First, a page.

Mike Pence takes eight-vehicle motorcade across island where cars have been banned for a century

Dave Maclean

For more than a century, motorised vehicles have been banned from Mackinac Island in Michigan - giving the former Revolutionary War battle site a unique charm and turning it into a tourist haven.

The ban is so strictly enforced that when President Gerald Ford visited in 1975, he and first lady Betty Ford travelled by horse-drawn carriage.

But the Trump administration is known for its norm-breaking, and on Saturday, vice president Mike Pence rumbled across the island in an eight-vehicle motorcade.

Mr Pence was on the island to speak at the Michigan Republican Party's leadership conference, the first ever sitting vice president to address it in its 60-year history.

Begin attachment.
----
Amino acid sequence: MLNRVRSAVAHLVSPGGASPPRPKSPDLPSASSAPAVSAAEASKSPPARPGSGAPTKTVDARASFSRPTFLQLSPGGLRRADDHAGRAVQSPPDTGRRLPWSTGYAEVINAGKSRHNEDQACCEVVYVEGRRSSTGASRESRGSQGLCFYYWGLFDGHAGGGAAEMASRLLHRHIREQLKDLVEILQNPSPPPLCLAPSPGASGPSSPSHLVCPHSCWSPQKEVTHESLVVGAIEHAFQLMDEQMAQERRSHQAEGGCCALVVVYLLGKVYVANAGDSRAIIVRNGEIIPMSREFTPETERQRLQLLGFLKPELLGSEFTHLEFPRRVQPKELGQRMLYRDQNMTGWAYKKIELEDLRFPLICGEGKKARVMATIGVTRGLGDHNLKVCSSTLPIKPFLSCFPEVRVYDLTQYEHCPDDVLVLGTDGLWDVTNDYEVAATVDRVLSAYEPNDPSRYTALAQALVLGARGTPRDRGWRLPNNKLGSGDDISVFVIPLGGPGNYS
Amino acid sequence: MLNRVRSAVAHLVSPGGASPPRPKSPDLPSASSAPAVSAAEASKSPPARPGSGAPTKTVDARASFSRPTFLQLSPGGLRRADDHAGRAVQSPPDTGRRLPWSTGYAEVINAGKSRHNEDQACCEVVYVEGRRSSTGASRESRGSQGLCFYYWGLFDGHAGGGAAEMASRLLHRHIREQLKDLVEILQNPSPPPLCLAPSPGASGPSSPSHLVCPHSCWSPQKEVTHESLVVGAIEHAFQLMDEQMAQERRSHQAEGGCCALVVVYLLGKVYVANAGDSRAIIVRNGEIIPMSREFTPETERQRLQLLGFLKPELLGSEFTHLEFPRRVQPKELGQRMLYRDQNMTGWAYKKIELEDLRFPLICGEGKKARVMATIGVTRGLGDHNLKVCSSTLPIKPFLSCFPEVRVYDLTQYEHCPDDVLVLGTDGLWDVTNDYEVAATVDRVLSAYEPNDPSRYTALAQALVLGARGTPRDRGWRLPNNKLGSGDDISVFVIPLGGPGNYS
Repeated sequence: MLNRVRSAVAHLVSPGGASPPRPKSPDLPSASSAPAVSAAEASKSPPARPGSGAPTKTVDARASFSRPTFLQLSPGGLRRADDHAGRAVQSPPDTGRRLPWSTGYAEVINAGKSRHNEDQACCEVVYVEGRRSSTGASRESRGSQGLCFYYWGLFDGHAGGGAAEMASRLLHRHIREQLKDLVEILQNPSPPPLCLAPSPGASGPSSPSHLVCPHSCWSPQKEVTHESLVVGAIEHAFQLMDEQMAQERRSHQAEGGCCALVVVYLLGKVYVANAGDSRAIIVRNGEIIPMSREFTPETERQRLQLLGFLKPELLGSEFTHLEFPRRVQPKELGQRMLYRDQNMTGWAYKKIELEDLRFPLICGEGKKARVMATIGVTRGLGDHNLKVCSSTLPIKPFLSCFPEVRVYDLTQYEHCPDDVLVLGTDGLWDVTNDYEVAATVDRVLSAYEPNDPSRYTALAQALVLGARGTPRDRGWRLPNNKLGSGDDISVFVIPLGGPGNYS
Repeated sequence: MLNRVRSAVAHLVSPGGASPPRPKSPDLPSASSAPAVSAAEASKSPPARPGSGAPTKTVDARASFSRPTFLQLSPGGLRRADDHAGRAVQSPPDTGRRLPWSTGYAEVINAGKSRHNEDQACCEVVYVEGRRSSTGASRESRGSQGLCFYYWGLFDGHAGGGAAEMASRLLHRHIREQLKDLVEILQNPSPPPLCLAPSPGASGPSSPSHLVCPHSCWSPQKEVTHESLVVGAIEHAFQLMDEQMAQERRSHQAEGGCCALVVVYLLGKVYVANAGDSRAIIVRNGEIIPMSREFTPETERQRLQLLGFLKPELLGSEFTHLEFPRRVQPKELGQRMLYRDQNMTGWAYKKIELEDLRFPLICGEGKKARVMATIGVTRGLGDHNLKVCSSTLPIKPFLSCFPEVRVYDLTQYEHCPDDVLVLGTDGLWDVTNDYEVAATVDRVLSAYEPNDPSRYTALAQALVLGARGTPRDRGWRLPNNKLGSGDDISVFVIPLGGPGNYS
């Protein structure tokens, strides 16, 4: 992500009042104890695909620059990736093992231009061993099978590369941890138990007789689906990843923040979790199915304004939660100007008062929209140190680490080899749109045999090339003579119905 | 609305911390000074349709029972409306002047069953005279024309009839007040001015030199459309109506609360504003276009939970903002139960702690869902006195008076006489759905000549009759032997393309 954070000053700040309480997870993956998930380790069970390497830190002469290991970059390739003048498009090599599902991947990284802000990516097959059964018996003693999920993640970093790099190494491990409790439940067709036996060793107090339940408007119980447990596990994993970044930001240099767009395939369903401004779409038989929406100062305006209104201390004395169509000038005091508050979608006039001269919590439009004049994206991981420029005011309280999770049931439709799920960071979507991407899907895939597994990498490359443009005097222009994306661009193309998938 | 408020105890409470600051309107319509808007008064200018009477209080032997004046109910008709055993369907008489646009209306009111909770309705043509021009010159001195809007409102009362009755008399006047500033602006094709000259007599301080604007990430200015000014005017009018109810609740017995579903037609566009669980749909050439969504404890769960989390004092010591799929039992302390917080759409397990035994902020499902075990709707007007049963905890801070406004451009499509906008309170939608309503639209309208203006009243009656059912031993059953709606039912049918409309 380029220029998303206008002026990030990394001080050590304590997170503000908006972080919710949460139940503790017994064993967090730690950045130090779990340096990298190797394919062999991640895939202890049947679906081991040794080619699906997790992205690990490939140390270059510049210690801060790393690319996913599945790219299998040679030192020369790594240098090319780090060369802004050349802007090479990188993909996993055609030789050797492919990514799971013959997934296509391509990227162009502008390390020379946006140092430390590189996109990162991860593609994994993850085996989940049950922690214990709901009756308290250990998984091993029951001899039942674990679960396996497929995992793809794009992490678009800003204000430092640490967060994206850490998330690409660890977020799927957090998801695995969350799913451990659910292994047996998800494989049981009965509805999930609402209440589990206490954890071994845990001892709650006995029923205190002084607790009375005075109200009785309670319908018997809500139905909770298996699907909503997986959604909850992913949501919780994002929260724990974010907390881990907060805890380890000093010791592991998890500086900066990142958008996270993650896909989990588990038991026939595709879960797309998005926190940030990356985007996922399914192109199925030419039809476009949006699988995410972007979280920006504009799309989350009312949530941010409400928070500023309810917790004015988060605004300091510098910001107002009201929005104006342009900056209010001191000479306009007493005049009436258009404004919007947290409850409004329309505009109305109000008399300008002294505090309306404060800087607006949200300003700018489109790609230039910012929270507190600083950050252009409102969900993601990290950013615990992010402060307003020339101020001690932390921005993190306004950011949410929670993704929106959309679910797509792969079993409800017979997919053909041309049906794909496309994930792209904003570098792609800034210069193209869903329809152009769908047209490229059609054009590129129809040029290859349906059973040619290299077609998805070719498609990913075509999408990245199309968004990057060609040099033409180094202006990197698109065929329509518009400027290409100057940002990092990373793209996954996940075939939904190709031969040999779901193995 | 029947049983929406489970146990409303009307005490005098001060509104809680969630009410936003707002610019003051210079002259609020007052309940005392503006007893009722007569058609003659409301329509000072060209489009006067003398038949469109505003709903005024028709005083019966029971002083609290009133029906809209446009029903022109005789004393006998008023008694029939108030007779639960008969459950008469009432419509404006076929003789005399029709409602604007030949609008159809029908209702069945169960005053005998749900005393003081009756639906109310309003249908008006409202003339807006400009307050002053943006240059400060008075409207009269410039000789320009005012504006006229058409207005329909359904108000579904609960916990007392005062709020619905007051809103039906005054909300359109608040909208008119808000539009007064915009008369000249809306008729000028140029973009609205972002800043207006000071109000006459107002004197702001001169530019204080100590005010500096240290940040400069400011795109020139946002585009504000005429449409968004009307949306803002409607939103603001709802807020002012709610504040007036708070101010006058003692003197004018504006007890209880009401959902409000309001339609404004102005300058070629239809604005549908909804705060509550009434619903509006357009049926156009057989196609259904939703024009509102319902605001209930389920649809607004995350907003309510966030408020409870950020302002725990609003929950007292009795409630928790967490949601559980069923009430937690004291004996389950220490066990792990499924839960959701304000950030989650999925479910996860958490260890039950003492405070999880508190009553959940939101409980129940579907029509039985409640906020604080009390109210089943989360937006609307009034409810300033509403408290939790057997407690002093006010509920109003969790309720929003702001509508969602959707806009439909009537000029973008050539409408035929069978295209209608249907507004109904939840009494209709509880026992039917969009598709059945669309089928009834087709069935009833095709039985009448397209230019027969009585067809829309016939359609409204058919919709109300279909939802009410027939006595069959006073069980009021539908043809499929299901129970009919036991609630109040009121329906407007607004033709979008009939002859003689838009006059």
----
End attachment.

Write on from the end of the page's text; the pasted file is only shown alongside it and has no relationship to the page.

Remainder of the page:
Ron Fournier, a Michigan native and former Washington bureau chief for the Associated Press, said the motorcade was "obscene”.

“Sacrilege,” he tweeted, adding that “no security expert would claim it's necessary”.

Another local posted: "Even President Gerald Ford rode in a horse drawn carriage. Is there no limit to the crass elitist raised middle finger to America?"

But others said it was a sign that times had changed, with presidents and their senior officials facing increased security threats.

There are typically only a few exemptions to the motorised vehicle ban - emergency vehicl

Independent Minds Events: get involved in the news agendaes, snowmobiles and government-owned service vehicles are all allowed.

Residents usually walk or cycle on the island, which sits in Lake Huron, between Michigan's upper and lower peninsulas.